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How You Can Protect Your Business with an Effective Cybersecurity Strategy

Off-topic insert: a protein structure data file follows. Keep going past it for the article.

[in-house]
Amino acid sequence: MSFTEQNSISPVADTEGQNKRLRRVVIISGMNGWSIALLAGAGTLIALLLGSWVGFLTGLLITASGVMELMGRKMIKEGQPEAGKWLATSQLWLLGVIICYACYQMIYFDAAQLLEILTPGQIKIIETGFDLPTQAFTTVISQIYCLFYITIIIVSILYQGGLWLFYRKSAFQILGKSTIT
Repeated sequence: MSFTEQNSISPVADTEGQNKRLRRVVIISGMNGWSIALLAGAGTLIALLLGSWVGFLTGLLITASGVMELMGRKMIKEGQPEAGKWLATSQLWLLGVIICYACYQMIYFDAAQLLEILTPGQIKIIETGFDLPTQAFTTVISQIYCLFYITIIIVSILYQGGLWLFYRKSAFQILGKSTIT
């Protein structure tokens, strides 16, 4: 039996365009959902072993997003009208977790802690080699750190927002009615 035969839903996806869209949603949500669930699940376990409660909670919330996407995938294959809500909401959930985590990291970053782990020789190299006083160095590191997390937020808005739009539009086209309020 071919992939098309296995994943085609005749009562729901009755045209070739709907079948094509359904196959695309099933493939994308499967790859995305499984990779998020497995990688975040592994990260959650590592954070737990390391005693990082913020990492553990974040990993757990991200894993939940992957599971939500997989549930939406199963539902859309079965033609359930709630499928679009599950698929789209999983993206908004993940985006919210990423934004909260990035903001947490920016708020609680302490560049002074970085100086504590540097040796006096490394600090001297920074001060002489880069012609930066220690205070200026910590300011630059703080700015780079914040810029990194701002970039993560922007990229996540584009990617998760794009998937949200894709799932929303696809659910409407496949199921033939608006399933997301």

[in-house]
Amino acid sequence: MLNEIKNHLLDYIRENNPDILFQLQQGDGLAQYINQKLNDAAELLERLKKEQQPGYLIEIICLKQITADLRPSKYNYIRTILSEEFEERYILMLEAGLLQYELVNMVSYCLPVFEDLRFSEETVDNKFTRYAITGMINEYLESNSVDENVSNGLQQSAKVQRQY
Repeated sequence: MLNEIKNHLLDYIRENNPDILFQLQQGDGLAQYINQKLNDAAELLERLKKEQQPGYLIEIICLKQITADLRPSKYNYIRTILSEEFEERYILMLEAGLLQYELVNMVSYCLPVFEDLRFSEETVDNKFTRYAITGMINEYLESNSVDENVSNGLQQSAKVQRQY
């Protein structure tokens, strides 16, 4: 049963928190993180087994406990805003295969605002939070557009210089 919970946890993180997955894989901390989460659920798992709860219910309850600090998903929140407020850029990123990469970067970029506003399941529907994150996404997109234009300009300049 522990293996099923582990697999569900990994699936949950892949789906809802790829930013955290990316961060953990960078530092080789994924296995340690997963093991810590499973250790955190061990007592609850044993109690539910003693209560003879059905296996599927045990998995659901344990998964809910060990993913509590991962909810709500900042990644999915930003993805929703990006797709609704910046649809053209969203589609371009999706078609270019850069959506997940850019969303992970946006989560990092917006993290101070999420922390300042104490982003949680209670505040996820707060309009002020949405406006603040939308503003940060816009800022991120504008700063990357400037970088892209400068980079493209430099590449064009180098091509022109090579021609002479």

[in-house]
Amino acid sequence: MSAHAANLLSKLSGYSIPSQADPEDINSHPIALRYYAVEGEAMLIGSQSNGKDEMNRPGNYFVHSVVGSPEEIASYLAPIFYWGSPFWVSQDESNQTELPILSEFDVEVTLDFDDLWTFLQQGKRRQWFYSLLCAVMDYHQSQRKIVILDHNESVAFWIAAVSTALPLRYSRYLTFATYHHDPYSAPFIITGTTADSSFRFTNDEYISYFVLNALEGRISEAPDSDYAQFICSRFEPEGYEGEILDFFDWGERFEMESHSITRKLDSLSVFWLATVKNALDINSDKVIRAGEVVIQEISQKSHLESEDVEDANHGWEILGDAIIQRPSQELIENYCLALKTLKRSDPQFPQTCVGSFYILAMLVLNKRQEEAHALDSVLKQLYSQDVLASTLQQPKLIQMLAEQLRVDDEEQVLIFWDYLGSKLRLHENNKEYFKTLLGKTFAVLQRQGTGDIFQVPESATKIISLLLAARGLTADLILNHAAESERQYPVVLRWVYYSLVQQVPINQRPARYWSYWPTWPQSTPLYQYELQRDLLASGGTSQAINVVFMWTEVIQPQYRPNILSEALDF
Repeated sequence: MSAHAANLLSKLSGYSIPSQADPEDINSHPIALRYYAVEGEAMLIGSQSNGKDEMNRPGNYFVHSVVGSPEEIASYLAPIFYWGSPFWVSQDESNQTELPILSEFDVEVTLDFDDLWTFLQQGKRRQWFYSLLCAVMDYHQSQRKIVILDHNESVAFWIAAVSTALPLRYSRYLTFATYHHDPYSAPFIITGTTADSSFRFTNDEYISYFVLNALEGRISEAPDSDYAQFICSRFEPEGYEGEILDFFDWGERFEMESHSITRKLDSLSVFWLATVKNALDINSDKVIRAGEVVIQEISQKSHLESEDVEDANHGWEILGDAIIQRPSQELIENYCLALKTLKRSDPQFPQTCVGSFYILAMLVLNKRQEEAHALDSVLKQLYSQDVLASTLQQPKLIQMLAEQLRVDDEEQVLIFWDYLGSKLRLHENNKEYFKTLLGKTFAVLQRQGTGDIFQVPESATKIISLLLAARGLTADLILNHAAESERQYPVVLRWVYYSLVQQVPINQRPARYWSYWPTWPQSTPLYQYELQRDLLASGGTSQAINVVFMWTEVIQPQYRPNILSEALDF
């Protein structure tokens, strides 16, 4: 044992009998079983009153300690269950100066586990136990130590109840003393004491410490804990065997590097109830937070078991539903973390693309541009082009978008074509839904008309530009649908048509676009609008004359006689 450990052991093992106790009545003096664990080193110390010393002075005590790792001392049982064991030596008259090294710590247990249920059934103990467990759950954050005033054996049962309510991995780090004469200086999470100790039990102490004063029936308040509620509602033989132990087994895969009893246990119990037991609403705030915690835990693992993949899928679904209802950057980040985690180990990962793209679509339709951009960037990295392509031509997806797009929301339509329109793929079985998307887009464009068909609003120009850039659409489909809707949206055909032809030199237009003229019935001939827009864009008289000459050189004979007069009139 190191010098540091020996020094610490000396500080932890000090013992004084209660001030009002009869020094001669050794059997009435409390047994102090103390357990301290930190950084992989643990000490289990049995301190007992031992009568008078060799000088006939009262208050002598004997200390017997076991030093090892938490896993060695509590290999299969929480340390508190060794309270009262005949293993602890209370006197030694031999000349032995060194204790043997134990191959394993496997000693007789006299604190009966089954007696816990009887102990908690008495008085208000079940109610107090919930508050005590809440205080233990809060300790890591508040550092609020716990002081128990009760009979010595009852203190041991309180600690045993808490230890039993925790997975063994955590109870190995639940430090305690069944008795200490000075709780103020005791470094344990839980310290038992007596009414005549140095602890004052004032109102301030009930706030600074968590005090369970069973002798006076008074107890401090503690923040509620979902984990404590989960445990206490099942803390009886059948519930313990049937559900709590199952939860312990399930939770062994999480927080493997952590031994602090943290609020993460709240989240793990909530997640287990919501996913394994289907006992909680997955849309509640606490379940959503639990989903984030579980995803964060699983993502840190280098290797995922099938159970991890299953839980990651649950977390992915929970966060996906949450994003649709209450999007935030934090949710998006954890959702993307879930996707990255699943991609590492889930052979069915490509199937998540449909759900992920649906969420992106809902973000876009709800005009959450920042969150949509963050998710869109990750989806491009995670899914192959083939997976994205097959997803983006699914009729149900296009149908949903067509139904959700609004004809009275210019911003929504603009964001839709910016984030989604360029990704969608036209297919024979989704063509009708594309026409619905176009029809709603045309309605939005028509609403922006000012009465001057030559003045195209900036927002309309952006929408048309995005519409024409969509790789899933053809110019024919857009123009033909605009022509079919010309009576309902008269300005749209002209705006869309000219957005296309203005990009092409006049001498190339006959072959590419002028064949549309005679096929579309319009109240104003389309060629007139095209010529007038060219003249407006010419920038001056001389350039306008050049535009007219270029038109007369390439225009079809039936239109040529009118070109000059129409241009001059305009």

Even though the influence of a growing number of remote employees on real estate markets has been widely discussed, there is little information available about the impact that remote workers have on real estate firms themselves, although this impact has been significant. Like with other sectors, most of the influence has been good. However, there have also been some negative consequences. It is known as cybercrime, and if you are not vigilant, it will find its way into your real estate business. Cybercrime may be highly damaging to real estate agents and their clients. In recent years, real estate investment trusts (REIT), brokerages, and other real estate businesses have experienced increased cyber attacks, ranging from phishing to email-compromised cyberattacks to data breaches. While cyberattacks are becoming more advanced, you can still apply measures to safeguard your real estate business, and the process begins with developing a comprehensive cybersecurity strategy. Taking the threats that cybersecurity poses to the real estate sector, it is clear that a solid investment in cybersecurity is the only way to ensure data protection and consumer safety. Read on to get information about a basic cybersecurity strategy you can use for your real estate business. Why Do Real Estate Practitioners Need Cybersecurity? Real Estate Transactions Routinely Involve Large Sums of Money Since the real estate sector frequently deals with and transfers enormous amounts of money, real estate companies are on the radar of every cybercriminal. Thus, it is not just real estate experts and investors that profit from the real estate market. Cybercriminals can also profit from the real estate market. It has been estimated that one-third of small businesses, including real estate companies, have been a cyberattack target in the past two years, according to CNBC. Personally Identifiable and Financially Sensitive Data Real estate companies also make attractive targets for hackers due to the large volumes of financially sensitive and personally identifiable data they manage, such as social security numbers and bank credentials. Cybercriminals and Hackers Use Advanced Tools and Techniques To launch their attacks, cybercriminals and hackers have access to all of the tools, skills, and tactics they have. Business email compromises (BECs), for example, are one of the most common attack methods used today. A business email compromise occurs when an attacker impersonates a firm to persuade another business to move cash to a fake account. It is common for the hacker to send the email using a fictitious account that appears to be associated with a legit company. Compromised landing pages, ransomware, malicious attachments, trojans, and attacks on cloud-based services are all significant threats to real estate firms. Cybersecurity Tips: 5 Ways for Real Estate Agents to Avoid Getting Hacked Mobile Data Encryption More people are using smartphones and laptops today than ever before. Cybersecurity solutions can prevent hackers from gaining access to your communication networks. Data encryption software is an effective solution when it comes to protecting your data from hackers. It makes your data secure and protects sensitive data. Effective Email and Password Hygiene Resisting assaults and keeping organizations secure are very easy yet have strong effects. Here are a few tips from the National Association of Realtors (NAR) to prevent being hacked. Use two-factor authentication. Avoid using public or unsecured WIFI. Use a different password for multiple accounts. It is recommended that you use a password manager. Long passwords with combinations of letters, numbers, and symbols should be used. Never open files received from unknown sources. These may contain malware. Secure access to email and confidential information used in transactions. To communicate sensitive information, use a transaction management platform, encrypted email, or file-sharing software. Clean your email account regularly and save copies of essential correspondence in a safe place for future reference. Make Use of Reliable Antivirus Protection A built-in antivirus protection system is included in most PCs. Because it takes a short time for updates to be applied, some consumers may ignore the process of upgrading their antivirus system. However, when it comes to cybersecurity, the most common solutions are antivirus software and protection. A paid antivirus system guards your system against cybercriminals and hackers more effectively. The paid versions involve the updating of antivirus software on a regular or basis. Every operating system is vulnerable to attack from hackers. So do not ignore the antivirus updating your software. Always Check URLs Usually, real estate professionals will submit all of their legal paperwork over the internet rather than in person. The submission of information over the internet is only a small portion of the rapid processing method. However, before uploading the papers, double-check that the URL is authentic. If you come across a website that begins with simply HTTP, avoid visiting that website. If the final "S" is not there, then the website is highly unsafe. Antivirus software prevents these websites from opening or displaying high-risk websites. Insurance Considerations, Law, and Policy Working with your attorney, establish a written disclosure alerting clients of the risk of cybercrime. The NAR has prepared a wire fraud email notice template that your counsel may use and customize. Keep track of the state legislation linked to personal information, creating and maintaining data security policies, and other security-related company practices. Final Words In recent years, cybersecurity has become a major headache, and real estate pros are increasingly confronted with cybersecurity-related challenges in their businesses. Like you would encourage clients not to relocate to unsafe districts, you must follow the same advice regarding your own business and ensure that your business operates in a secure digital area. A smart strategy that complies with the cybersecurity procedures outlined above is one of the most beneficial real estate investments you can make today. To view the original article, visit the Realtyna blog.